We were driven to set an innovative and inspirational new mission, Climate Take Back, because we are close to achieving our original goals, combined with this shift in thinking toward positive impacts. With the passion and support of our purpose-driven team at Interface, we’re ready to take on humanity’s biggest challenge and try to define a path to have positive impacts.
Our Mission Zero has been called one of the most ambitious sustainability plans in history. It is our promise to eliminate any negative impact our company may have on the environment by the year 2020. We took a company based on oil and turned it into one that makes sustainable products from renewable materials with renewable energy.
Here’s where we are with our goals:
We’re not at zero yet, but we’re getting close, proving it’s possible and showing that it has been good for business.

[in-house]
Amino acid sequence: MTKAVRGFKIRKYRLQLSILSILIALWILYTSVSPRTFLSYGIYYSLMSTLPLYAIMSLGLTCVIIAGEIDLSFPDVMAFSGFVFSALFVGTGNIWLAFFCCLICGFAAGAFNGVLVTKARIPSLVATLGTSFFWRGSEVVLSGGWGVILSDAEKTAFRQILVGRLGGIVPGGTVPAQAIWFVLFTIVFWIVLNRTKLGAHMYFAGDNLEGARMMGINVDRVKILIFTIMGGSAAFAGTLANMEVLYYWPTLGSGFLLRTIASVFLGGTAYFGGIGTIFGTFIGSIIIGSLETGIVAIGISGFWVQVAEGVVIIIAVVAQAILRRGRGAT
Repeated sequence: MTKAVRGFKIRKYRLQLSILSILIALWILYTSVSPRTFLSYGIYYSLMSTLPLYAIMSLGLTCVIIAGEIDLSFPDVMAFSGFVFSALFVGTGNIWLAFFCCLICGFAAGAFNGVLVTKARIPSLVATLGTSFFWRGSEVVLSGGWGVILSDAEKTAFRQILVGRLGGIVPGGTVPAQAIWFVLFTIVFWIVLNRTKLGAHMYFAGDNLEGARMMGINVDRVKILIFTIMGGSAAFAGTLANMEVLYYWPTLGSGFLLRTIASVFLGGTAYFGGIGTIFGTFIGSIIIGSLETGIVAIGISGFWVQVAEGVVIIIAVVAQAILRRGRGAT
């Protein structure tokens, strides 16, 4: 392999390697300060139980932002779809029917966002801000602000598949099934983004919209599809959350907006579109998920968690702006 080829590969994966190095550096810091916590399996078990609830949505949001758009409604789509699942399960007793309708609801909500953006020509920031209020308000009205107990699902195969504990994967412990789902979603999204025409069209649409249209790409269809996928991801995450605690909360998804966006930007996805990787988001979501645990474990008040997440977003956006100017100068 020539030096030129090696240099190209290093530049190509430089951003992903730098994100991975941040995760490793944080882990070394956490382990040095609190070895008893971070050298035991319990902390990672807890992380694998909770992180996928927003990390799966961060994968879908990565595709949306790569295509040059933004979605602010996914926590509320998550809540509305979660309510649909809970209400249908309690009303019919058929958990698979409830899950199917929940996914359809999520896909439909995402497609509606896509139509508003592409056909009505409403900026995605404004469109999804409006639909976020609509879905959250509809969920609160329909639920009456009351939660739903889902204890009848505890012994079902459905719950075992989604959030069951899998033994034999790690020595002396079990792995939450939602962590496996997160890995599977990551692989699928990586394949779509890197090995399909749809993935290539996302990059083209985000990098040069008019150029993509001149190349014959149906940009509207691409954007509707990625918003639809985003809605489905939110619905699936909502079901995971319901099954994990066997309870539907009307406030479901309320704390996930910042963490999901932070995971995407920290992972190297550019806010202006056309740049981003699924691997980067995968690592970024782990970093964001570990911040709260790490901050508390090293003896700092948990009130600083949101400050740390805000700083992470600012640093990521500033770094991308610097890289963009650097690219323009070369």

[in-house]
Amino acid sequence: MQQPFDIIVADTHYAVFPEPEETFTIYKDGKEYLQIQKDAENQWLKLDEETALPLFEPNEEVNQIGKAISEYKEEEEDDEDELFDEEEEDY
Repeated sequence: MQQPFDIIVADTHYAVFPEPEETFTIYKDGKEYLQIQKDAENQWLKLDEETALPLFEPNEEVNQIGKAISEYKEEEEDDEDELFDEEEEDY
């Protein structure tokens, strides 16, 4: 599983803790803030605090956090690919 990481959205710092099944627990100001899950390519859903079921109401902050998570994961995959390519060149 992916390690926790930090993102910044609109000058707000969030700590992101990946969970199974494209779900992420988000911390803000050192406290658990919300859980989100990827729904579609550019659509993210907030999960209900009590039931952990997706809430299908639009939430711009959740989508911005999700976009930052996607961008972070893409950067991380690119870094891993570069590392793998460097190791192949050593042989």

It’s still early, but we are exploring solutions and will develop appropriate goals and metrics in these four key areas over time. We expect to make more specific commitments as we evolve our thinking and identify solutions. Here’s an overview of how we’re thinking about the four focus areas today:
Live Zero: Only take what can be replaced
Live Zero means living or doing business in a way that takes only what we need, the very definition of sustainability. This is the way we continue to incorporate our Mission Zero goals as we move forward. We’ve done a lot to reduce our impacts, but we need to do more and it needs to become business as usual.
Love Carbon: See carbon as a resource and use it as a building block
It’s time to treat carbon as a resource, using carbon as a building block and thinking of it as a way to build and create.